This tour has been extraordinary – every date sold out, fans singing along to every word, a riotous, euphoric introduction to the daunting world of Making It In The USA – but it's starting to take its toll.


The Kooks' tour bus is just like the mobile riot-house in Cameron Crowe's band-on-the-road movie Almost Famous.


Although ingeniously designed to include two lounges, a loo (liquids only), a teeny-weeny shower, a kitchenette and 12 bunk beds, it is cramped.


Lying on my bunk, I can touch the roof with my knees. Max is touring with his mercifully petite girlfriend, Tegan, but stretching out is not an option.


Instead – as the band do every night – they party. Whatever has been salvaged from the rider for the show – a crate of Sol lager, a couple of bottles of Cabernet Sauvignon, a tray of sandwiches – is passed around.


Luke sits down on the floor, Maton acoustic guitar in hand, and leads the merry throng through a roaming set that takes in Bob Dylan, Johnny Cash, Eddie Cochrane and (at my behest) the Kooks.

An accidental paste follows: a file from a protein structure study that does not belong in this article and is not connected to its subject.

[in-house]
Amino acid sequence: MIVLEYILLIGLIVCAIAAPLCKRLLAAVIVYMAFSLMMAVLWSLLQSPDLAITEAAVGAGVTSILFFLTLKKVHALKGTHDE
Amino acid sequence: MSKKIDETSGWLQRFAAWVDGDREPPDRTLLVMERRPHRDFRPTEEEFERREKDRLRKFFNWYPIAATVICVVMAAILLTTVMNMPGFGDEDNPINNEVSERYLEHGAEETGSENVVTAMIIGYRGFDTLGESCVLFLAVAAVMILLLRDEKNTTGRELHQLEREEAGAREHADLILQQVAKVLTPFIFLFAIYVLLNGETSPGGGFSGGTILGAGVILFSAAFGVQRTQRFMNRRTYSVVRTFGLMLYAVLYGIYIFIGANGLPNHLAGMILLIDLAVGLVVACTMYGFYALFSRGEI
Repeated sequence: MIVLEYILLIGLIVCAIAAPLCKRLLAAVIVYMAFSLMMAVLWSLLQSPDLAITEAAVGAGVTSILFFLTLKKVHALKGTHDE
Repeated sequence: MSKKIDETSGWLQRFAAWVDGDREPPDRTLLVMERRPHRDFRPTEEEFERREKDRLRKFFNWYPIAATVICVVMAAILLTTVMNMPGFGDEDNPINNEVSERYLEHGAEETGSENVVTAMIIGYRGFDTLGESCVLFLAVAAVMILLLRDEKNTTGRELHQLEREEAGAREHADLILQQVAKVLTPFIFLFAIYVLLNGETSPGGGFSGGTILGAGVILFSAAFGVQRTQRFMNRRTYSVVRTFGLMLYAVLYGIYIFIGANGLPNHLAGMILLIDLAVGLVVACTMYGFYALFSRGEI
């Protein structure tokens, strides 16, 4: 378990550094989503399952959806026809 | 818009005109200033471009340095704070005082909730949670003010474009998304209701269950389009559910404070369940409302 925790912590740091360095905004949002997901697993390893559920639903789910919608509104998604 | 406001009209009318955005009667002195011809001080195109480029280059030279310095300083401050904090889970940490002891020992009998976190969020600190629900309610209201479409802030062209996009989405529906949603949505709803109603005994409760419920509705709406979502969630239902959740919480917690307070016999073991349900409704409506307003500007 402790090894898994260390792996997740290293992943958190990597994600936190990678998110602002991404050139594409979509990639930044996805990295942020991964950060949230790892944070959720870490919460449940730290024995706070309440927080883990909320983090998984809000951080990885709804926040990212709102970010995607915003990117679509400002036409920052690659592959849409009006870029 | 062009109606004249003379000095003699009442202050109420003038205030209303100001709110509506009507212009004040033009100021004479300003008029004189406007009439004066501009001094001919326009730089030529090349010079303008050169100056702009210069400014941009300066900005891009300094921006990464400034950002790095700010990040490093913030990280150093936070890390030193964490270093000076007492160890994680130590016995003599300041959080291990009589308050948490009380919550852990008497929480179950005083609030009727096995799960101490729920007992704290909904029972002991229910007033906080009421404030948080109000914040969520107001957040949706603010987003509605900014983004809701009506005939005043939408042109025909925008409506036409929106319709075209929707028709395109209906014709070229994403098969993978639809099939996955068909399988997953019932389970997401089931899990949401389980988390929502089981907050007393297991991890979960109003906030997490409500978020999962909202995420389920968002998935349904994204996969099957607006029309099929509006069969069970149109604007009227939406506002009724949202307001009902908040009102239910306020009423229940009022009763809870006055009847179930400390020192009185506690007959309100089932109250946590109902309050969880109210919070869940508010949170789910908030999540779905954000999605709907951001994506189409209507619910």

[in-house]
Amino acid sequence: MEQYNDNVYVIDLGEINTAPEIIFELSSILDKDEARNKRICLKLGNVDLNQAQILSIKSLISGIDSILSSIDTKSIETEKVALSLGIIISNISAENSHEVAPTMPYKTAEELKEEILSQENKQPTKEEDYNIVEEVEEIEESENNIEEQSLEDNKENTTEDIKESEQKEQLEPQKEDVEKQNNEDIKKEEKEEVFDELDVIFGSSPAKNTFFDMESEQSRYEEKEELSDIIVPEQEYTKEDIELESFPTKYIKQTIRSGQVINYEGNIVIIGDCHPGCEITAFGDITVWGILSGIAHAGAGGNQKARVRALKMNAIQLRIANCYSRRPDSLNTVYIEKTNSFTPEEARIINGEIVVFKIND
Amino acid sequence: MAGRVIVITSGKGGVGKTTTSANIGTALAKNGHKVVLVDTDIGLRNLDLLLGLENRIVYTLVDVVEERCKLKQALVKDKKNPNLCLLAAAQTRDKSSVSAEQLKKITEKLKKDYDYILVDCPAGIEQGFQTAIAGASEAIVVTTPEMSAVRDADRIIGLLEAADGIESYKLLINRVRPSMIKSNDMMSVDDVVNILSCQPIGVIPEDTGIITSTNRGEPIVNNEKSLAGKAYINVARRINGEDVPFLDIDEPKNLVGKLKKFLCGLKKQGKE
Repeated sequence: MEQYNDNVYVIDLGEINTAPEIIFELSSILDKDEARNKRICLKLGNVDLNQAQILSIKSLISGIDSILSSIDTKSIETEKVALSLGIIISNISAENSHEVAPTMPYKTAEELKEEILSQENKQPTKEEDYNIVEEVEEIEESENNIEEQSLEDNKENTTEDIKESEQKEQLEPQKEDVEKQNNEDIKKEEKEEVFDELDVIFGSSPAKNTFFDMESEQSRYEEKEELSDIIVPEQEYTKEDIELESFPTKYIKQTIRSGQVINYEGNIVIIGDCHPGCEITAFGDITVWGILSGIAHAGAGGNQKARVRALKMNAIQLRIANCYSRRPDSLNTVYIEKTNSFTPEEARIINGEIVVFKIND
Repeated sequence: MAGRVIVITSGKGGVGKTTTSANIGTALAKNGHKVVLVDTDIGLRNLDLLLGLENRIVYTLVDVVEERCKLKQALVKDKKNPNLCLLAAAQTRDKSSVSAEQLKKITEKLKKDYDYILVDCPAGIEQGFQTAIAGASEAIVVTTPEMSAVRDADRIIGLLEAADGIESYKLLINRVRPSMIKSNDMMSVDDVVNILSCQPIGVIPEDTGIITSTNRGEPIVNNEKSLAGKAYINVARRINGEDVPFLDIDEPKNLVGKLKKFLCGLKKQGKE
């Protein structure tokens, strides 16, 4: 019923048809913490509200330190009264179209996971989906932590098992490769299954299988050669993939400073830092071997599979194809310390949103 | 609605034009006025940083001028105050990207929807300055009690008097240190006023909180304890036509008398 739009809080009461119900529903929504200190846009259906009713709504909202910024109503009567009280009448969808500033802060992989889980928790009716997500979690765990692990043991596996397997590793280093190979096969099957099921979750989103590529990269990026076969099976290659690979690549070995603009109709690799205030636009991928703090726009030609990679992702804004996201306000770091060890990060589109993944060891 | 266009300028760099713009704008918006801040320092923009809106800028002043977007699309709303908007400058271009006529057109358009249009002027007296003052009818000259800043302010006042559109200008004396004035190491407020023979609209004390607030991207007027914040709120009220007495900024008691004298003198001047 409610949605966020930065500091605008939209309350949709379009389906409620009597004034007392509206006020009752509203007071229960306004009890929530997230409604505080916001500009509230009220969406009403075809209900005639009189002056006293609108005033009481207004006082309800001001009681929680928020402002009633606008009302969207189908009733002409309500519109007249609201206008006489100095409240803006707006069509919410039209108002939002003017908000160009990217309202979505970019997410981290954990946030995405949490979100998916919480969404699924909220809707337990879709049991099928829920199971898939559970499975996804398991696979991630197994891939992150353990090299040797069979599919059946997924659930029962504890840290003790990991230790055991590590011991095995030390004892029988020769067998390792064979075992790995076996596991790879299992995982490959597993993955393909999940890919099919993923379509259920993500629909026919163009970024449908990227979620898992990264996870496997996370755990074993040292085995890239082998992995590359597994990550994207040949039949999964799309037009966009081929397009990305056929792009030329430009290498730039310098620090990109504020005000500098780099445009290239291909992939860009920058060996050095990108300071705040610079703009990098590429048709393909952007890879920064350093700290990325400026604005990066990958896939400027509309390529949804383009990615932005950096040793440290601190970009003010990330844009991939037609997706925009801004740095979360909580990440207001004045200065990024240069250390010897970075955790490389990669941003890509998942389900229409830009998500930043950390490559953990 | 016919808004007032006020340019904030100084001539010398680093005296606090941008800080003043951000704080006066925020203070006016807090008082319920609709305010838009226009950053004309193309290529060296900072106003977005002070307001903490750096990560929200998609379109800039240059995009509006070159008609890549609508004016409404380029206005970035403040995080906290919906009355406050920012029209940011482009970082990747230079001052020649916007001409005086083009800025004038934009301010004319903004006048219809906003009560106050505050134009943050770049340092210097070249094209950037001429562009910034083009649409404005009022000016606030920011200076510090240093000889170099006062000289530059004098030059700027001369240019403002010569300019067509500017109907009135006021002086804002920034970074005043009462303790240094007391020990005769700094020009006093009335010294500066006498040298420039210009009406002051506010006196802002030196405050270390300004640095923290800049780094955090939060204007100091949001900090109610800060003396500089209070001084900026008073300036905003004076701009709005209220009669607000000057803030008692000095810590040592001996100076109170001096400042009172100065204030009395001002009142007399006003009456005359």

Drinks are quaffed and larynxes wrecked before people drift off to their bunks or settle down to drunken, labyrinthine conversations. Max's trademark 'plock' sound (a thunderous click of his tongue against the roof of his mouth) can be heard from the back of the bus.


I ask Armani-clad Paul – the only band member to flirt with designer clothing – if he's thought about how stupendously rich a US breakthrough could make them.


The Brighton foursome have toured almost non-stop since the 2006 release of their debut album Inside In, Inside Out, racking up sales of 1.5 million along the way. It's made them some cash. But, I tell him, an American No 1 will net them £1 million each from publishing royalties alone.


"We honestly don't think about that," replies Paul.


"I mean, if it was just about money, then the richest guy I know in music knocks up basslines for porno movies. Straight up. He's minted." Wherever the Kooks tour bus pulls up, dozens of fans – mostly female – are already lining up for the sell-out show.